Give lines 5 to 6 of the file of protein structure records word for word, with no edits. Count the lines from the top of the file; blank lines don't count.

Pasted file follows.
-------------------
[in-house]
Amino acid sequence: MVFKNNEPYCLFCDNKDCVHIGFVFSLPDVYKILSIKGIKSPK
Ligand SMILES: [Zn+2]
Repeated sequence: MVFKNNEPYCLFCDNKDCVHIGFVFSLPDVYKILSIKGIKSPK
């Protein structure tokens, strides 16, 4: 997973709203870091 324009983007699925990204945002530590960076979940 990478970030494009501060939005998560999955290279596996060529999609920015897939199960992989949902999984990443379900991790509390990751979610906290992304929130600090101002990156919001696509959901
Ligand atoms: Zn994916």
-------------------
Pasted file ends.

């Protein structure tokens, strides 16, 4: 997973709203870091 324009983007699925990204945002530590960076979940 990478970030494009501060939005998560999955290279596996060529999609920015897939199960992989949902999984990443379900991790509390990751979610906290992304929130600090101002990156919001696509959901
Ligand atoms: Zn994916």